July 03, 2012
Winter wonderland in the Cape’s Gordon’s Bay
The global economic recession has not been kind to small businesses in South Africa that rely on tourism, so when I heard the Gordon’s Bay Business Forum was putting on a festival to invigorate the beach town during its slow season, I was keen to attend.
And after spending last Saturday evening taking in the sights and sounds of the Gordon’s Bay Winter Wonderland festival, I can report it was truly heartening to see the community spirit on show in the small town tucked away in False Bay’s eastern corner.
Most of the businesses and restaurants along Gordon’s Bay's beachfront road, the town’s main thoroughfare, were draped in fairy lights to add a magical air to the three-day festival, which began on Friday June 29 and ran until July 1.
Celebrating winter was the festival theme and, while I meandered past the shops, bars and restaurants, glühwein, hot chocolate and roasted chestnuts on sale to the thousands of people that thronged the streets.
In addition, there were arts and crafts, an enchanted ghost house – which had queues of people stretching 50 deep down the street – a fun fair, and a live music marquee to entertain those who ventured out for the night.
The town’s landmark, Milkwood Trail, was the most impressive festival attraction for me. Each Milkwood tree had fairy lights wrapped around its branches, and this created a truly enchanting atmosphere for people who walked the hundred metres or so along the path next to the beach.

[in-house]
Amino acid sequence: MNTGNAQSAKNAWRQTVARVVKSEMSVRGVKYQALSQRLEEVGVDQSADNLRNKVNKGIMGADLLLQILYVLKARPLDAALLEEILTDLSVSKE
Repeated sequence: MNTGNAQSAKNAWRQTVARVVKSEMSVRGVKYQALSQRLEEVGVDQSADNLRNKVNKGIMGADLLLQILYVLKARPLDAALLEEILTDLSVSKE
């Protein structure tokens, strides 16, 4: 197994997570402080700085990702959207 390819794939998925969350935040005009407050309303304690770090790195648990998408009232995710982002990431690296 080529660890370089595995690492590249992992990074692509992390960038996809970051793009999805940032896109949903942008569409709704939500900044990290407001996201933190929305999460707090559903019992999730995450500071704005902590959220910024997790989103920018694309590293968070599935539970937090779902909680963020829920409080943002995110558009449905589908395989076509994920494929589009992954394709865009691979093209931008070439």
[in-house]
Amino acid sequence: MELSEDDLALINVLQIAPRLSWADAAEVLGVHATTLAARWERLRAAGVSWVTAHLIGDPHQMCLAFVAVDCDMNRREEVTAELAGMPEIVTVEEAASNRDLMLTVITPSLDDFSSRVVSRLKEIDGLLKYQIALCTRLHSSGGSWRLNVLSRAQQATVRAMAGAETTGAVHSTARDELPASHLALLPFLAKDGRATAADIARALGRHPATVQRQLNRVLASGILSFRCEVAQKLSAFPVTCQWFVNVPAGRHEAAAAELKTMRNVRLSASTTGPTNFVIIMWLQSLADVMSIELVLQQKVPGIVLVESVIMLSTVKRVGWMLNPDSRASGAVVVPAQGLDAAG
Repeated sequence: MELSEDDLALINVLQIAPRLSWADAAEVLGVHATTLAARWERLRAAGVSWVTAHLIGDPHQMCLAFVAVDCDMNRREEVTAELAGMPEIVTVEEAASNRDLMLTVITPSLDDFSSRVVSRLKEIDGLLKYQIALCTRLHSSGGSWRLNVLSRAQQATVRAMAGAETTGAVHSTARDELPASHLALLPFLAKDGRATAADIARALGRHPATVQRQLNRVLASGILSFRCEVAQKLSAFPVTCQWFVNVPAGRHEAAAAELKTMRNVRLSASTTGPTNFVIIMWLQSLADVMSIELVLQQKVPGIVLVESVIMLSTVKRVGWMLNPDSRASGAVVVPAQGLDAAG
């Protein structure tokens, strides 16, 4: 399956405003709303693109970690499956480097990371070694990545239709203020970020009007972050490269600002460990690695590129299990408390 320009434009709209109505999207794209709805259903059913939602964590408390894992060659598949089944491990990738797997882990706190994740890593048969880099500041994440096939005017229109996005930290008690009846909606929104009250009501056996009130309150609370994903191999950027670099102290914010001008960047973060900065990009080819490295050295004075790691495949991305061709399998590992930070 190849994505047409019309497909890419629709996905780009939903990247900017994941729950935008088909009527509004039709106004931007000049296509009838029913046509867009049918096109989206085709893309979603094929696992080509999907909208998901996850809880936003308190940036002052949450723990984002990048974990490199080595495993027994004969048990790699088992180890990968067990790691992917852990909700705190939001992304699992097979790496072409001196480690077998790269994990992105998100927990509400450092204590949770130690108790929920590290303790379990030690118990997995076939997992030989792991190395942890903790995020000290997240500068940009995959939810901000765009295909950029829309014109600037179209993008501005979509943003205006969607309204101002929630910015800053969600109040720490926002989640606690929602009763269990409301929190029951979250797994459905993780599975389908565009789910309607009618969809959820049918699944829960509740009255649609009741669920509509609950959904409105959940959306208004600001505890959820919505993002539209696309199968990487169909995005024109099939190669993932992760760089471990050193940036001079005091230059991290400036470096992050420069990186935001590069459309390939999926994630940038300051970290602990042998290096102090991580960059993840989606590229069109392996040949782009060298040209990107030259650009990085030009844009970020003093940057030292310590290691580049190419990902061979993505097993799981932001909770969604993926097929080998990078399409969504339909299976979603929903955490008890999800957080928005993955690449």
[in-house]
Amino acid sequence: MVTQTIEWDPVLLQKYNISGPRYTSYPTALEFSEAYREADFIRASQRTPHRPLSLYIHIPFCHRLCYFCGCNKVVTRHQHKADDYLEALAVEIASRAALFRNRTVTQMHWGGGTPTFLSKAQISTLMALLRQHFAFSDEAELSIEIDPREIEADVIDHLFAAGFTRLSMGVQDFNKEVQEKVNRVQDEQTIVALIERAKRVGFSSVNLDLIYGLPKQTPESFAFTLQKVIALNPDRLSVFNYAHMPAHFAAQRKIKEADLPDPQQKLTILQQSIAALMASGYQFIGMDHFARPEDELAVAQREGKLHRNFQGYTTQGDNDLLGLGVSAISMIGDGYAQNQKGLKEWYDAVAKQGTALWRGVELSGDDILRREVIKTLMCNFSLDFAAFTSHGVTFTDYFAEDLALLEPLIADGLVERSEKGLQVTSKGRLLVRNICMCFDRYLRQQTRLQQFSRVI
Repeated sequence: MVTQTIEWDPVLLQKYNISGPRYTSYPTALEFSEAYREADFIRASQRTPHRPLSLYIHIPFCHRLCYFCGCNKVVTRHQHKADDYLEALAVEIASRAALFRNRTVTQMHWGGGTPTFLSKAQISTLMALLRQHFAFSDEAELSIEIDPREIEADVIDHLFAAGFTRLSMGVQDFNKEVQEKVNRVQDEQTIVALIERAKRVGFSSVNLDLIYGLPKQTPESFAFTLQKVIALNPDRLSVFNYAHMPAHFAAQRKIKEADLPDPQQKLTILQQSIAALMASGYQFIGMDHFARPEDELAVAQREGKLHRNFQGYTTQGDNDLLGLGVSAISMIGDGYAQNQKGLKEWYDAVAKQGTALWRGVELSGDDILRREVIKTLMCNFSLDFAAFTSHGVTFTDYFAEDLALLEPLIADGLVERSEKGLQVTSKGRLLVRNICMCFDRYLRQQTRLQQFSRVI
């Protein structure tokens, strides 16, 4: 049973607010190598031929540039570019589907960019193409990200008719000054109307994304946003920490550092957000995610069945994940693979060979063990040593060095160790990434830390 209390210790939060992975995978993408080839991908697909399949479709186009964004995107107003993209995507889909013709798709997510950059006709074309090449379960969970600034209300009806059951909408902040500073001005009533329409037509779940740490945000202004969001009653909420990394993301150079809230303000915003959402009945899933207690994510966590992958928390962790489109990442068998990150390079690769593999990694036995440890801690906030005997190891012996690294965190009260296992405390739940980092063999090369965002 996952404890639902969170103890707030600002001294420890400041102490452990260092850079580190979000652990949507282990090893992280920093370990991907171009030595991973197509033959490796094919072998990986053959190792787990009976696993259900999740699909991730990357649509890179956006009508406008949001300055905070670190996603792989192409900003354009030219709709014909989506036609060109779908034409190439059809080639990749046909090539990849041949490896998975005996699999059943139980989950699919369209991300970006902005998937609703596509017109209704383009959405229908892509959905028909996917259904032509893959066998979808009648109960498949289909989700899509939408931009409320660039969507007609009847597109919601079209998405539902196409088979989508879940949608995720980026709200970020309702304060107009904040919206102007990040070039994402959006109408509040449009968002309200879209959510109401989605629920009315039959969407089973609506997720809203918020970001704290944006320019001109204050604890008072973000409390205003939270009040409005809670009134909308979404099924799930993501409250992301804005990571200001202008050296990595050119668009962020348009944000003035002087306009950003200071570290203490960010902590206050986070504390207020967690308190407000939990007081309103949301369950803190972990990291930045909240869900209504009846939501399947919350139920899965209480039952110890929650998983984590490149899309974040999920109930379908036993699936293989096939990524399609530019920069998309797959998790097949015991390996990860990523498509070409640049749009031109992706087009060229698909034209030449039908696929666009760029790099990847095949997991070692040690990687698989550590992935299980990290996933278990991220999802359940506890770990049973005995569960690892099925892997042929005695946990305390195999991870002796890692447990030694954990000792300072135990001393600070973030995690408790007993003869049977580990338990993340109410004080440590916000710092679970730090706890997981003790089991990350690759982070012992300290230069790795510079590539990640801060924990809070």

However, a close second was the delicious glühwein one innovative small business owner brewed up and sold by the glass from outside her premises. I found that after a couple of glasses of mulled wine, the live bands and street buskers became infinitely more entertaining – funny that, eh?
Margot Paulsen, the chief organiser of the second annual Gordon’s Bay Winter Wonderland festival, told me that the motivation for their street party was the locals’ frustration at seeing their town not benefiting in a tourism sense from its temperate winter climate.
“Ten years ago everything was buzzing in Gordon’s Bay, but there are not as many visitors coming here in the off-season any more. So two years ago we decided to do something about it, and the festival was born. This year, it really has taken off and we are delighted with the public response,” she said.
So what can we expect next year? Only time will tell, but if that glühwein is available again I may well find out.